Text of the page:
All across the world, people are glued to the TV watching the Winter Olympics. The attraction to the Olympics is universal. Spectators are addicted to “the thrill of victory and the agony of defeat.” “The Games” serve as a fertile ground for teaching sales teams how to win. There are many learning points and below are three to discuss with your team:
1. Do the Work
It’s a good thing our athletes didn’t subscribe to the hours of work suggested in the book, “The Four Hour Work Week” by Timothy Ferris. I’m pretty sure mastery at this level isn’t accomplished by practicing just four hours a week.
The biggest takeaway sales teams can learn from top athletes is the allocation of time; They invest more time practicing than performing. They invest hours in preparing for five minutes of glory on the ice or snow. They are masters of the emotional intelligence skill delayed gratification. They are willing to do the work in order to reap the reward. Unfortunately, most salespeople don’t invest enough time in practice. In fact, their practice sessions are often conducted in front of prospects. (And sales managers wonder why close ratios aren’t better!)
Give this quiz to your sales team today to determine level of mastery:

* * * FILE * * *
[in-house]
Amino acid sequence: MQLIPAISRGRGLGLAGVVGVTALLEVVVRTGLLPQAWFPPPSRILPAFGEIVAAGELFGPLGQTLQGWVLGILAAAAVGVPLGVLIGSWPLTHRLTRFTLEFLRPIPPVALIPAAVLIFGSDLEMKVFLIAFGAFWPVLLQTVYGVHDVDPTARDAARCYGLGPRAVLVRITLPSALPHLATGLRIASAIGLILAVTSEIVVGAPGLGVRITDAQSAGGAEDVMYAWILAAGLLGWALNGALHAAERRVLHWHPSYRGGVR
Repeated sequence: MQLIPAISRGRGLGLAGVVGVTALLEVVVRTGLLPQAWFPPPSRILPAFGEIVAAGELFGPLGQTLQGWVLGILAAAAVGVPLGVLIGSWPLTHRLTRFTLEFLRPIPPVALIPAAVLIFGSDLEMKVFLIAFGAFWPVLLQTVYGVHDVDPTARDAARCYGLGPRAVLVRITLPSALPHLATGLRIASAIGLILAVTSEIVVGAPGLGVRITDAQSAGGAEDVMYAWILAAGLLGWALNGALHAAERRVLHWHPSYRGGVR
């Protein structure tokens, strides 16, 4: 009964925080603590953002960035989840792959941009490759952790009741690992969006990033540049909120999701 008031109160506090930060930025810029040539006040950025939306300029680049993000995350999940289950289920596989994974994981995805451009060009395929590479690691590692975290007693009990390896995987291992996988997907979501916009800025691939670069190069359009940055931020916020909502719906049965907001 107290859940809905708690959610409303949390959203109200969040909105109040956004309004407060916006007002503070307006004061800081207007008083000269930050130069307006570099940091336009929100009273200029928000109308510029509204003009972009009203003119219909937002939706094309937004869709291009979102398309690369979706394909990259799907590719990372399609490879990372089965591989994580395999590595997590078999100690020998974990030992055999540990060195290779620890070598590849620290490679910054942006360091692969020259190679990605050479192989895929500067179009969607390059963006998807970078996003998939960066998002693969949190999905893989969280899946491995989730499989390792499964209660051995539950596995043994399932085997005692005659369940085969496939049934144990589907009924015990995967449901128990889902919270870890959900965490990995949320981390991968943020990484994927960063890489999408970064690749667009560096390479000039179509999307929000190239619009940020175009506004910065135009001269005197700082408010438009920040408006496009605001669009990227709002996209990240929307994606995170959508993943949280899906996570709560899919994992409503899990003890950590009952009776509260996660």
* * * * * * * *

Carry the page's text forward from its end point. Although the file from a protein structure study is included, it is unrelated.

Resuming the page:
· Please give me your value proposition for this buyer in this industry.
· What’s a common problem your prospects have? What are the questions to quantify the cost of the problem?
· Throw out a common objection and listen to the answer given by your sales team.
Are the answers worthy of a bronze, silver or gold?
2. Mindset – “It ain’t over ‘til it’s over.”
Johnny Spillane, Steamboat, Colorado resident and member of the Nordic Combined Unites States Olympic Team, looked like he was set to take the gold until Jason Chappuls from France edged him out by four tenths of a second. Johnny gave his best throughout the event, and ended up just short in the last seconds. (I think he just ran out of gas.)
How many of us in sales have given up before crossing the finish line because we are tired and/or the competitor is in the lead? Closing business is as much about selling skills as it mindset. When you have lost a piece of business, can you look yourself in the mirror and say, “I gave 150%. I engaged until the very end.”
3. Mastery – “Good is the enemy of great.”
This quote by Jim Collins nicely sums up the type of athletes showing up at the Olympics. They don’t have the luxury of being good because good doesn’t earn them a seat on the Olympic team. Olympic athletes are masterful. They invest thousands of hours in practice and being coached.
“Sales Olympians” possess the same qualities and mindset because they know today’s business environment is competitive and good is not good enough to win business. Great is now entry to the game of sales. Is your sales team good or great?
Enjoy the 2010 Winter Olympics. It is a great tutorial in building high performance sales teams.